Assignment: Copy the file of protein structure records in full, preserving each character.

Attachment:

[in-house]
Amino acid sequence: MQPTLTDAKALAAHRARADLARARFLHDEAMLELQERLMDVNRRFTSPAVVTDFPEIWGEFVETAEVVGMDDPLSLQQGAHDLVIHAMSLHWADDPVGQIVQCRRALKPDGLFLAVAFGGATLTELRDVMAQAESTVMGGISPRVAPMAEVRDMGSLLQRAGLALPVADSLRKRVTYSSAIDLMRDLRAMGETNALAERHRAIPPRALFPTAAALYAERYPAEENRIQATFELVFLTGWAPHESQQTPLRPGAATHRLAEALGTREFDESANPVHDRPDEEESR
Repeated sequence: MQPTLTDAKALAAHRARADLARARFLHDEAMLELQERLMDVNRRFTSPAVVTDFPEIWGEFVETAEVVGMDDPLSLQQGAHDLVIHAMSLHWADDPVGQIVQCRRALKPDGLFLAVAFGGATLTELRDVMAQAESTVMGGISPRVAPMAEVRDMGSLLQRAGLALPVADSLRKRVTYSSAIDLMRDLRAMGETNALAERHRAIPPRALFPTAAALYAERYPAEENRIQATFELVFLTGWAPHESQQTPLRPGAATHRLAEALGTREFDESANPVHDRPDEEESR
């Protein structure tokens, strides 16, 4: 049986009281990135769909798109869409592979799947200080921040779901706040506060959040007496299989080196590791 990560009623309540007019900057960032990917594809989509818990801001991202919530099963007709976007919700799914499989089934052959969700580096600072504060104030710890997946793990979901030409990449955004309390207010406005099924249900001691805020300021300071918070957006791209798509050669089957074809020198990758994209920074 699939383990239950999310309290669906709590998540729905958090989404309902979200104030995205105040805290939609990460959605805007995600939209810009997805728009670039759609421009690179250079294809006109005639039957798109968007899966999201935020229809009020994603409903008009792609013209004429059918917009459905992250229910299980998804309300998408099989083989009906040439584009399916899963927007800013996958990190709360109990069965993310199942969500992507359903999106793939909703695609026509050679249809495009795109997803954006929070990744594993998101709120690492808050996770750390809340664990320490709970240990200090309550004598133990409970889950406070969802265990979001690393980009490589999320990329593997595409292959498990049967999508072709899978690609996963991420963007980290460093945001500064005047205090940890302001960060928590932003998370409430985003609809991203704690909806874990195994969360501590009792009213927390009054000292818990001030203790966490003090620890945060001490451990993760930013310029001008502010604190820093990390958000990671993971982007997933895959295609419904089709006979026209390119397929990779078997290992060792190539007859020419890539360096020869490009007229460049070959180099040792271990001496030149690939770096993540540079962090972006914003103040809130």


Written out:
[in-house]
Amino acid sequence: MQPTLTDAKALAAHRARADLARARFLHDEAMLELQERLMDVNRRFTSPAVVTDFPEIWGEFVETAEVVGMDDPLSLQQGAHDLVIHAMSLHWADDPVGQIVQCRRALKPDGLFLAVAFGGATLTELRDVMAQAESTVMGGISPRVAPMAEVRDMGSLLQRAGLALPVADSLRKRVTYSSAIDLMRDLRAMGETNALAERHRAIPPRALFPTAAALYAERYPAEENRIQATFELVFLTGWAPHESQQTPLRPGAATHRLAEALGTREFDESANPVHDRPDEEESR
Repeated sequence: MQPTLTDAKALAAHRARADLARARFLHDEAMLELQERLMDVNRRFTSPAVVTDFPEIWGEFVETAEVVGMDDPLSLQQGAHDLVIHAMSLHWADDPVGQIVQCRRALKPDGLFLAVAFGGATLTELRDVMAQAESTVMGGISPRVAPMAEVRDMGSLLQRAGLALPVADSLRKRVTYSSAIDLMRDLRAMGETNALAERHRAIPPRALFPTAAALYAERYPAEENRIQATFELVFLTGWAPHESQQTPLRPGAATHRLAEALGTREFDESANPVHDRPDEEESR
């Protein structure tokens, strides 16, 4: 049986009281990135769909798109869409592979799947200080921040779901706040506060959040007496299989080196590791 990560009623309540007019900057960032990917594809989509818990801001991202919530099963007709976007919700799914499989089934052959969700580096600072504060104030710890997946793990979901030409990449955004309390207010406005099924249900001691805020300021300071918070957006791209798509050669089957074809020198990758994209920074 699939383990239950999310309290669906709590998540729905958090989404309902979200104030995205105040805290939609990460959605805007995600939209810009997805728009670039759609421009690179250079294809006109005639039957798109968007899966999201935020229809009020994603409903008009792609013209004429059918917009459905992250229910299980998804309300998408099989083989009906040439584009399916899963927007800013996958990190709360109990069965993310199942969500992507359903999106793939909703695609026509050679249809495009795109997803954006929070990744594993998101709120690492808050996770750390809340664990320490709970240990200090309550004598133990409970889950406070969802265990979001690393980009490589999320990329593997595409292959498990049967999508072709899978690609996963991420963007980290460093945001500064005047205090940890302001960060928590932003998370409430985003609809991203704690909806874990195994969360501590009792009213927390009054000292818990001030203790966490003090620890945060001490451990993760930013310029001008502010604190820093990390958000990671993971982007997933895959295609419904089709006979026209390119397929990779078997290992060792190539007859020419890539360096020869490009007229460049070959180099040792271990001496030149690939770096993540540079962090972006914003103040809130």